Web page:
In addition to mobilizing the community and registering voters, Moroles said, the group has been fundraising for Latino candidates and helping to shape the DFL’s agenda. Like other Latino groups, the caucus has also been reaching out to the estimated 18,000-45,000 undocumented Latino immigrants who live and work in Minnesota.
“We’re making it clear that if you’re undocumented, you can still be involved,” he said. “A lot of people say, ‘Oh, I’m undocumented. I don’t want to be even near anything that has to do with voting.’ But they should know now that it’s essential that we mobilize and get them even more involved and that’s why we’re volunteering — lit dropping, understanding and learning about what the Latino policies are.”
‘Let’s not just think about presidents’
The city of Minneapolis is also working with the city’s largest immigrant groups — Latinos, Somalis and Hmong — to educate new Americans about the voting process. Since May, Luz Francisco has reached out to thousands of immigrants through a dozen local organizations, as well as by door-knocking and attending meetings and community events. The training she offered included informing people about elections, voting requirements and ballot stations.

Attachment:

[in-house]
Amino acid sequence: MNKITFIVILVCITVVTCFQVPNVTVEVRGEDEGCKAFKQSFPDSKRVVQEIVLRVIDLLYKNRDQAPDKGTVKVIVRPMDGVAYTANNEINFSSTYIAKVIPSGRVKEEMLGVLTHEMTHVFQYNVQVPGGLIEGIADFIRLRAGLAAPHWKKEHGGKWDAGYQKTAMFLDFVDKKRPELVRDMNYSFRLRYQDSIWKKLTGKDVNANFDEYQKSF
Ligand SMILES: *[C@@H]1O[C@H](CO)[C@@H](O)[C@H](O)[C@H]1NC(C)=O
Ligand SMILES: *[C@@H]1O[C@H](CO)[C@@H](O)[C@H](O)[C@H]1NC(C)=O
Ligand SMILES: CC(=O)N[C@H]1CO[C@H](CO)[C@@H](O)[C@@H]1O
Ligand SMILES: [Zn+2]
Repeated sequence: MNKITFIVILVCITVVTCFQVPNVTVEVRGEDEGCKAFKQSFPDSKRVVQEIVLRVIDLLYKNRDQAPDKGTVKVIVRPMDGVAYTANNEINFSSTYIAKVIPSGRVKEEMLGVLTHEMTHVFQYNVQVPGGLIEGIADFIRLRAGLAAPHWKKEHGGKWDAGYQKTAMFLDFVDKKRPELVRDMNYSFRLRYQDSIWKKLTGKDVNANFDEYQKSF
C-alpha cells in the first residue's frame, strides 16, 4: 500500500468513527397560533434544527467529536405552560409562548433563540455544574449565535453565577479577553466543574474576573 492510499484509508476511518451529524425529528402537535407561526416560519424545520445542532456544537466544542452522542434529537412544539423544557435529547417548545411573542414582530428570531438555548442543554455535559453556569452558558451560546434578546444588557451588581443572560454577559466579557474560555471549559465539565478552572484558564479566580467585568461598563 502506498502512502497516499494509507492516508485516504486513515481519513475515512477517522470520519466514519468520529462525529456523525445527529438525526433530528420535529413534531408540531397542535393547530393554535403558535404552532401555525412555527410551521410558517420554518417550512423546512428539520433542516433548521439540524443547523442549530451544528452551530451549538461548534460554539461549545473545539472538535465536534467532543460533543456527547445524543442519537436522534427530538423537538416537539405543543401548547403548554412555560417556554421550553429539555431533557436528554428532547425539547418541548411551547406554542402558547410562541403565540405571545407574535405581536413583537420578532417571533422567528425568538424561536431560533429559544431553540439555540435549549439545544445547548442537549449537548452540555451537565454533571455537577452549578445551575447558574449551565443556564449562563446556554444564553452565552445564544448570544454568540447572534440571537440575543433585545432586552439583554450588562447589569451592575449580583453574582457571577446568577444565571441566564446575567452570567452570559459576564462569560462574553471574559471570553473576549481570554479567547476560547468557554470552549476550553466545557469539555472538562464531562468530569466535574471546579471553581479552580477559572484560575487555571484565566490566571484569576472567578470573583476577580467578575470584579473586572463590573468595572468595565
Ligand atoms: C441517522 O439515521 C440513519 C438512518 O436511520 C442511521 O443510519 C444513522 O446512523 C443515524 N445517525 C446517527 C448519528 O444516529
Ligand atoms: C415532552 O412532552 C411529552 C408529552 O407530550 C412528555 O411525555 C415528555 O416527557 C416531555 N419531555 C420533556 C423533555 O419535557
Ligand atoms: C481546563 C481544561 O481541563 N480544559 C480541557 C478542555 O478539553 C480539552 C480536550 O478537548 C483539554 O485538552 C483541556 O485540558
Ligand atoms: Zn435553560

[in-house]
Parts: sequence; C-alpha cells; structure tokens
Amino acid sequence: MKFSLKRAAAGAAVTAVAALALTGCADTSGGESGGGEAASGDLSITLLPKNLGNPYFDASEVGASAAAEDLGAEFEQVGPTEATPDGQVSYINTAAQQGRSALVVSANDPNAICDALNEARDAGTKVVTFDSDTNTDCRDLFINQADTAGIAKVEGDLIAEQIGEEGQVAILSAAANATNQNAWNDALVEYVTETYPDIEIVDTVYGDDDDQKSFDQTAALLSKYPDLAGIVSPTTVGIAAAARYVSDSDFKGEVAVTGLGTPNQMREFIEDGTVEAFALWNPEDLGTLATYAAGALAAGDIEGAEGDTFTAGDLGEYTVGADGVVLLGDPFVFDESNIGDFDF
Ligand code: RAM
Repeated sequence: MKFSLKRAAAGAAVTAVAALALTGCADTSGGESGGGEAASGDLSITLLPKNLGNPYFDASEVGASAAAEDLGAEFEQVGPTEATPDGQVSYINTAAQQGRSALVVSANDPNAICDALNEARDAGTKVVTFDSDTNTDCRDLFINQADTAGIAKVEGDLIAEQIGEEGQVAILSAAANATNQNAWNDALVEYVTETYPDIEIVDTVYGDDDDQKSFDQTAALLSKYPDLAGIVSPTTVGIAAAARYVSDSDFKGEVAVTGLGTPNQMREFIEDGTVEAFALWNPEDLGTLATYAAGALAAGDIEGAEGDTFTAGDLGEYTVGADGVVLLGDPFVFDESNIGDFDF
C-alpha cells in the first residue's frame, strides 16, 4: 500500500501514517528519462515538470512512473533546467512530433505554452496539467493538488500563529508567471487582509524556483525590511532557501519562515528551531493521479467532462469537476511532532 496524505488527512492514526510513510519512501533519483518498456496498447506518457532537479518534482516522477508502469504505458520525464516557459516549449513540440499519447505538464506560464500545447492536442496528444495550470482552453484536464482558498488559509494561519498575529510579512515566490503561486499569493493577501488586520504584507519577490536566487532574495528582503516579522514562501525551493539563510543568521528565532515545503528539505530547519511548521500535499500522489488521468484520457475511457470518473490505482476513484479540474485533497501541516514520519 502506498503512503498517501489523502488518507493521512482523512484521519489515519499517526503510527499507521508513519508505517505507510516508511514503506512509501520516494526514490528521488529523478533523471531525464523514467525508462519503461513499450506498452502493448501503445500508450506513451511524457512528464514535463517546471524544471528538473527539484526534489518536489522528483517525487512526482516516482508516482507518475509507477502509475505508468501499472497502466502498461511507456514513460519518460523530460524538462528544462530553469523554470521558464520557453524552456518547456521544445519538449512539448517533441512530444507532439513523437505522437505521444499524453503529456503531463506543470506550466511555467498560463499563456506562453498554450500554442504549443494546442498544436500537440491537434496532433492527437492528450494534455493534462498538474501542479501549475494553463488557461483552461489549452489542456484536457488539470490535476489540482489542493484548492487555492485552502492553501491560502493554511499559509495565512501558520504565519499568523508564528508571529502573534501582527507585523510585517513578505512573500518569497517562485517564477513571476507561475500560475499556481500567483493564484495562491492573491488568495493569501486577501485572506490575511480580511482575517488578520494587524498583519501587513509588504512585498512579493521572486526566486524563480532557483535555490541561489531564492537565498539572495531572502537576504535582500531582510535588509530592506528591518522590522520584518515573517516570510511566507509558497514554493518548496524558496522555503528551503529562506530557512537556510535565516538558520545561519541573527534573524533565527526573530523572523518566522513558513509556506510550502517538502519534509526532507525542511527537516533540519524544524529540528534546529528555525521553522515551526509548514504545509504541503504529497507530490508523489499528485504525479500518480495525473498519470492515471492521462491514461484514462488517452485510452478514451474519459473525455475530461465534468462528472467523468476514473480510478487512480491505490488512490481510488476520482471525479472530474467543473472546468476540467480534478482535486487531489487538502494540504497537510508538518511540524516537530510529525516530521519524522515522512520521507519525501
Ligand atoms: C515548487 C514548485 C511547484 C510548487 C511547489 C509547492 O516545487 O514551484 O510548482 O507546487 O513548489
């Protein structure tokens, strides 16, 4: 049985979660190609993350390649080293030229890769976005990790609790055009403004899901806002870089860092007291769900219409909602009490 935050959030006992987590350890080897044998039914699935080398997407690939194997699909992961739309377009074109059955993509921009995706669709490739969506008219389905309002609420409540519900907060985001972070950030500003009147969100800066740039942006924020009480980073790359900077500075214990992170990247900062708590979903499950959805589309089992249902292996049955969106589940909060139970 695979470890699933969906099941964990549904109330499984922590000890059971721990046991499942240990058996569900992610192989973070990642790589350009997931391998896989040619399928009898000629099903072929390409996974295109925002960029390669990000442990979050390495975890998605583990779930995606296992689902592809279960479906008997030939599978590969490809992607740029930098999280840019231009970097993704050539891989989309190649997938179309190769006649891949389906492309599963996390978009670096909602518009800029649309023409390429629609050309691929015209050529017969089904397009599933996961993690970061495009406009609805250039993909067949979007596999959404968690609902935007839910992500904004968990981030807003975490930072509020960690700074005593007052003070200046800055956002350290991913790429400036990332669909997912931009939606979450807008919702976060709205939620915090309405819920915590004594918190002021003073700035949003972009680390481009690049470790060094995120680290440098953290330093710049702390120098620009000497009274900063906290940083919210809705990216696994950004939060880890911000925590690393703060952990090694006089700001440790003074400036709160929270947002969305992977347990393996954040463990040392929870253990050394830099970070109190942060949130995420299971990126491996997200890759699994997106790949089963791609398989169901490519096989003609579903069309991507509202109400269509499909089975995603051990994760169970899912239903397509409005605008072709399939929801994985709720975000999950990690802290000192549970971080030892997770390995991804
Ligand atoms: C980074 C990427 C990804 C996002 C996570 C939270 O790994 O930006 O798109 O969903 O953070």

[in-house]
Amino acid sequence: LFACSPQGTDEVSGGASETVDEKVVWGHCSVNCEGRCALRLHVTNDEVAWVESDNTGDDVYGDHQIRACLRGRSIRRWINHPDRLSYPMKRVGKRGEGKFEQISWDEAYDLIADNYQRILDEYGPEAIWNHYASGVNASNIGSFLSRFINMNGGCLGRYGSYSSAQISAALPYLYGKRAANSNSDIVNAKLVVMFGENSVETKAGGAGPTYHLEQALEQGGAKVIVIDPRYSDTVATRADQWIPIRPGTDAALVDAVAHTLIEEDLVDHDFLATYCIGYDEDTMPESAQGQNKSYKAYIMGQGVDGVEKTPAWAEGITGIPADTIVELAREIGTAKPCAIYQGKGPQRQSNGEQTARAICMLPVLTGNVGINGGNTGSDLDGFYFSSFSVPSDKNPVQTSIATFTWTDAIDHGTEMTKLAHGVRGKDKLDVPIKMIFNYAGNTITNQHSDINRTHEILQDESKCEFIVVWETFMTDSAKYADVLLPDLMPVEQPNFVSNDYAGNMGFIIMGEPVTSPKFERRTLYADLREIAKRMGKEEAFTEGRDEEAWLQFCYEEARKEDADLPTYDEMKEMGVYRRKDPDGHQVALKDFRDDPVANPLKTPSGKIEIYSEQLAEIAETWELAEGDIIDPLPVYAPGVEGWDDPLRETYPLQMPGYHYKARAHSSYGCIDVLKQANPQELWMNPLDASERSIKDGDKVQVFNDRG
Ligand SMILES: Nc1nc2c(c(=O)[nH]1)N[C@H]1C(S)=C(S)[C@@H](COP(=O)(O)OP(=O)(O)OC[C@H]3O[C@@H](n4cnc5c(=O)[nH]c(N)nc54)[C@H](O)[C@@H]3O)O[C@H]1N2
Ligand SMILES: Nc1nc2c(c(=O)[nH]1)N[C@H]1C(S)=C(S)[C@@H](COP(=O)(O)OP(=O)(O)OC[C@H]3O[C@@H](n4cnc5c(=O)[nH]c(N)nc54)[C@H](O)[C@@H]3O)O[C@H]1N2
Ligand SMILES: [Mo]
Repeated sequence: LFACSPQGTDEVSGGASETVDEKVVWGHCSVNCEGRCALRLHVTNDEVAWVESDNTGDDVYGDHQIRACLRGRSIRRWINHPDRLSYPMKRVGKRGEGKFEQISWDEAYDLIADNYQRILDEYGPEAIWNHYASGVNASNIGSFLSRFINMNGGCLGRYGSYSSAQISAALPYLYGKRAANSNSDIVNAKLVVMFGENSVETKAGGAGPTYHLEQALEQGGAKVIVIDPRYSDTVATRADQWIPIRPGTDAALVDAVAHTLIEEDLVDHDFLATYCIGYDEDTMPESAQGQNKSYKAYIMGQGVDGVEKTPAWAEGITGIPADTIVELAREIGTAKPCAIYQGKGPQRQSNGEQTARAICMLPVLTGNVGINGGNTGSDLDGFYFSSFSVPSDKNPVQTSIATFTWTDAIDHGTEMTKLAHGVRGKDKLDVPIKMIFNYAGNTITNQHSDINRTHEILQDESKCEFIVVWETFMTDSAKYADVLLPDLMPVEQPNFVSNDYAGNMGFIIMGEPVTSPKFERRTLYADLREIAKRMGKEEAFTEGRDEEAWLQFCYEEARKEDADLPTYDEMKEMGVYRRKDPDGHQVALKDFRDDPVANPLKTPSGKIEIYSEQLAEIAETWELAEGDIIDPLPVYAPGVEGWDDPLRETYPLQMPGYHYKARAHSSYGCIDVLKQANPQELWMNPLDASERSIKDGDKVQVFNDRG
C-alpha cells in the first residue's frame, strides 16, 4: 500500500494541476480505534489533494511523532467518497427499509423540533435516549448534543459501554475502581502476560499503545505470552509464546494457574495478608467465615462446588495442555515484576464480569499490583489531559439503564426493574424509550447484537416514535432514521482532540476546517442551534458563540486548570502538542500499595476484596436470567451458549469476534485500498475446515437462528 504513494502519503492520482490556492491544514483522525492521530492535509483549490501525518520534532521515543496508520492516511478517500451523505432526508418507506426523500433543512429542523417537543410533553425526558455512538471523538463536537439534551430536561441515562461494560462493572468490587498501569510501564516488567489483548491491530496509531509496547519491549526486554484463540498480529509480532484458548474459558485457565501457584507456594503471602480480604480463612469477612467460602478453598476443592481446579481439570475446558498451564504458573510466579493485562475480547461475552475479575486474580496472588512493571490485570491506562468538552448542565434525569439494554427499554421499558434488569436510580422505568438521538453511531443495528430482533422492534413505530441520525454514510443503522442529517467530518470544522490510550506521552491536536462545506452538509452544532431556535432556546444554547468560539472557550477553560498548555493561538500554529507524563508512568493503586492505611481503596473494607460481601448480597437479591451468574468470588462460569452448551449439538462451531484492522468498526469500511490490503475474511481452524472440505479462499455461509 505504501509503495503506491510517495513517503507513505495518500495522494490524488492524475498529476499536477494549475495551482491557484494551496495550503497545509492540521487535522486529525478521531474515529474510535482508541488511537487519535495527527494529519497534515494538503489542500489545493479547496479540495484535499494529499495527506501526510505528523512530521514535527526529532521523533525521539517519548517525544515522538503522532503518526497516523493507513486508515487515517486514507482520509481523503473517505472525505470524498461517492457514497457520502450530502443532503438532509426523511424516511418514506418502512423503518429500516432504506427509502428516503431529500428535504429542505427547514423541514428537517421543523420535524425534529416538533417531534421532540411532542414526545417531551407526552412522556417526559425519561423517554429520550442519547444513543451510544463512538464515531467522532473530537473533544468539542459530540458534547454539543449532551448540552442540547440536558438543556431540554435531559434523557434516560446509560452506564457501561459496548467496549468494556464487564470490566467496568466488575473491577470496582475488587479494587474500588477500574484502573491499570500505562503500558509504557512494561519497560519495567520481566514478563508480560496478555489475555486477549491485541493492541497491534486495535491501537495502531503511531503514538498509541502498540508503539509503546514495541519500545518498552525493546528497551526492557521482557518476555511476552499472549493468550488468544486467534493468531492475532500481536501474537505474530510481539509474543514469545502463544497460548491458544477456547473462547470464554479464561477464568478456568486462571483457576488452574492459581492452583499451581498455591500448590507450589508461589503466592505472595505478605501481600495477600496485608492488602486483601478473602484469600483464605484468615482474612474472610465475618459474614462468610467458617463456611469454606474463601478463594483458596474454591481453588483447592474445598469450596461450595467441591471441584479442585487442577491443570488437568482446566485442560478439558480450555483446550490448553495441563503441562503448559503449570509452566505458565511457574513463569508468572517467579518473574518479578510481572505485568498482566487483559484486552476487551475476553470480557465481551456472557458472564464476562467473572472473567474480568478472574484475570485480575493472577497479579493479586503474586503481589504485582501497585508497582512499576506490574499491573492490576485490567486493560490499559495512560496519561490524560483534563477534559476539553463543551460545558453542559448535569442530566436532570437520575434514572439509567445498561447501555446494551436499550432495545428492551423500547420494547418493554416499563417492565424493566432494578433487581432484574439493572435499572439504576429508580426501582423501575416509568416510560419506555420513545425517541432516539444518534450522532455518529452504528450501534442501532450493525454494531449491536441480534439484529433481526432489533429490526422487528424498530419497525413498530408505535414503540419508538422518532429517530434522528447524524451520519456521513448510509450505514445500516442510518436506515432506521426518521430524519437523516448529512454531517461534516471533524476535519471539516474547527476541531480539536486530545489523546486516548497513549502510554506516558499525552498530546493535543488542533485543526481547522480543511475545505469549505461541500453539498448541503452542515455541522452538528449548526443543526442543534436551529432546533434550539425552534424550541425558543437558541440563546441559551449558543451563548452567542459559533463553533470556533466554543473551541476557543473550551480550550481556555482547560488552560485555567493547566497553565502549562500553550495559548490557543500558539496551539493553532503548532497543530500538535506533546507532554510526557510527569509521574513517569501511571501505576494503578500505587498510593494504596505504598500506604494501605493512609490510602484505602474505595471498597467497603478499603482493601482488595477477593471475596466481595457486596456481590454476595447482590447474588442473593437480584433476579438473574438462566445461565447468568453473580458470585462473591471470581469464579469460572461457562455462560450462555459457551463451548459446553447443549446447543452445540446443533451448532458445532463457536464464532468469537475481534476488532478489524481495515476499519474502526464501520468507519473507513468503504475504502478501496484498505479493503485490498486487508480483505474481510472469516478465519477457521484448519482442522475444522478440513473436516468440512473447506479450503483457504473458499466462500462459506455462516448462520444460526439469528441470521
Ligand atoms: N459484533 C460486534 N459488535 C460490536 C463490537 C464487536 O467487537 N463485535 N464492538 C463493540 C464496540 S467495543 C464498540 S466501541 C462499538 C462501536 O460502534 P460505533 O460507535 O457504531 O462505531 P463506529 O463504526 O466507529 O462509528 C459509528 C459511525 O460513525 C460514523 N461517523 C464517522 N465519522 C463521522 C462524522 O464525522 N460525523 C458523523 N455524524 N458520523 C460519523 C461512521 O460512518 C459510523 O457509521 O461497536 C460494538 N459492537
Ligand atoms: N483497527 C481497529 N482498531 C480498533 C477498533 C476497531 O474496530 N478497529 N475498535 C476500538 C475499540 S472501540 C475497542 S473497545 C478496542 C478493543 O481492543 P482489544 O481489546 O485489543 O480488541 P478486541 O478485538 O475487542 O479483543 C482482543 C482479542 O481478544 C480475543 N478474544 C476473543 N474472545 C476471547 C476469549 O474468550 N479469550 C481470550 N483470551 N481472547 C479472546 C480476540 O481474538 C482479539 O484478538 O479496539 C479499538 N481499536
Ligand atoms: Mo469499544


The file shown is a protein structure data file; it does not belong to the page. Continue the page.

She talks to voters about issues that are most important to them. “We are not just helping them vote,” Francisco said. “But we want to know the reasons why they’re voting.”
Though Latino voters are particularly concerned about presidential candidates Hillary Clinton and Donald Trump, Francisco reminds people of the many candidates that will appear on the Nov. 8 ballot. “Many people are focused on the presidential candidates,” she said. “I tell them, these people are not coming to Minnesota to fix your problems. The president is going to have a lot of other things to focus on.”
Francisco said she then makes sure that voters know their city and state representatives and how the decisions made at the Capitol and City Hall impact their day-to-day experiences. “Those are the people who are going to influence, to make the changes here,” she tells them. “When it comes to elections, let’s not just think about the president. Let’s think about what’s going to be a change for us in Minnesota.”